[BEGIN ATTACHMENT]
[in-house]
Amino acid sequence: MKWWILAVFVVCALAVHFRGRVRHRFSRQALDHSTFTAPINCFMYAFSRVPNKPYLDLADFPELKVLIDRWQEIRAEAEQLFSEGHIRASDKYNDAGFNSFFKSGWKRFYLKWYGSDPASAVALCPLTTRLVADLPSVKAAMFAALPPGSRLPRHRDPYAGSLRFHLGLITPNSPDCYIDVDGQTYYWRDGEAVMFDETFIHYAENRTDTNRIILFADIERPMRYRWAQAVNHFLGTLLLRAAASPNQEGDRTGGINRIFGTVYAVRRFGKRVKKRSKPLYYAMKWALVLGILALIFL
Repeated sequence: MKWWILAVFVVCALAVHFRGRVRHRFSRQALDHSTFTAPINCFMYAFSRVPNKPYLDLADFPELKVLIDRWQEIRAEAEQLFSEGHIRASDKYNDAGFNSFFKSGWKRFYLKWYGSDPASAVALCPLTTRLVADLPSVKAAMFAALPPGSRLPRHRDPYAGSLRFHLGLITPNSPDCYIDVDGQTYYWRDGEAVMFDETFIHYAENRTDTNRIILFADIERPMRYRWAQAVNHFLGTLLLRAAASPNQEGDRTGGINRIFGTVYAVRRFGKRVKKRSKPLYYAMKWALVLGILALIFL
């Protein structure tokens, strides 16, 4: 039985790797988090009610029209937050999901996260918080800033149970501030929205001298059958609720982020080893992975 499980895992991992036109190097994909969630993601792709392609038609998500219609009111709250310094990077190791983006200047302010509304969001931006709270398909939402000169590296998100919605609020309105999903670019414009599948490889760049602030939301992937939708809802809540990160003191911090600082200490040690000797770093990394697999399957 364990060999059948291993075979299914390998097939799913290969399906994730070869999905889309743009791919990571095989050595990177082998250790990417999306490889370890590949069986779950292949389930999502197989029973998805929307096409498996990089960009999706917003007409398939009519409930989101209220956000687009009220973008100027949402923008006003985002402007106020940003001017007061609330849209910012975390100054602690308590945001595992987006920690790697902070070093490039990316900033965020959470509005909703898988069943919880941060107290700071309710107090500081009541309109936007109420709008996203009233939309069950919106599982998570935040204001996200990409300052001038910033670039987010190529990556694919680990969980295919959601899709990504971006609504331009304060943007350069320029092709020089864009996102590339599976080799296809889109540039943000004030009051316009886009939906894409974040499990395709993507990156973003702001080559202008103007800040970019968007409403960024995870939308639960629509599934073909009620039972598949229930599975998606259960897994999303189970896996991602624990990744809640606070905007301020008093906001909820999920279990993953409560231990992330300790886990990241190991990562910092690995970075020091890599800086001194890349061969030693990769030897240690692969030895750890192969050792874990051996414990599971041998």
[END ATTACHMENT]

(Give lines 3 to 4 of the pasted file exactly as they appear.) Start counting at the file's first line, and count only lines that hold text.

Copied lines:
Repeated sequence: MKWWILAVFVVCALAVHFRGRVRHRFSRQALDHSTFTAPINCFMYAFSRVPNKPYLDLADFPELKVLIDRWQEIRAEAEQLFSEGHIRASDKYNDAGFNSFFKSGWKRFYLKWYGSDPASAVALCPLTTRLVADLPSVKAAMFAALPPGSRLPRHRDPYAGSLRFHLGLITPNSPDCYIDVDGQTYYWRDGEAVMFDETFIHYAENRTDTNRIILFADIERPMRYRWAQAVNHFLGTLLLRAAASPNQEGDRTGGINRIFGTVYAVRRFGKRVKKRSKPLYYAMKWALVLGILALIFL
């Protein structure tokens, strides 16, 4: 039985790797988090009610029209937050999901996260918080800033149970501030929205001298059958609720982020080893992975 499980895992991992036109190097994909969630993601792709392609038609998500219609009111709250310094990077190791983006200047302010509304969001931006709270398909939402000169590296998100919605609020309105999903670019414009599948490889760049602030939301992937939708809802809540990160003191911090600082200490040690000797770093990394697999399957 364990060999059948291993075979299914390998097939799913290969399906994730070869999905889309743009791919990571095989050595990177082998250790990417999306490889370890590949069986779950292949389930999502197989029973998805929307096409498996990089960009999706917003007409398939009519409930989101209220956000687009009220973008100027949402923008006003985002402007106020940003001017007061609330849209910012975390100054602690308590945001595992987006920690790697902070070093490039990316900033965020959470509005909703898988069943919880941060107290700071309710107090500081009541309109936007109420709008996203009233939309069950919106599982998570935040204001996200990409300052001038910033670039987010190529990556694919680990969980295919959601899709990504971006609504331009304060943007350069320029092709020089864009996102590339599976080799296809889109540039943000004030009051316009886009939906894409974040499990395709993507990156973003702001080559202008103007800040970019968007409403960024995870939308639960629509599934073909009620039972598949229930599975998606259960897994999303189970896996991602624990990744809640606070905007301020008093906001909820999920279990993953409560231990992330300790886990990241190991990562910092690995970075020091890599800086001194890349061969030693990769030897240690692969030895750890192969050792874990051996414990599971041998």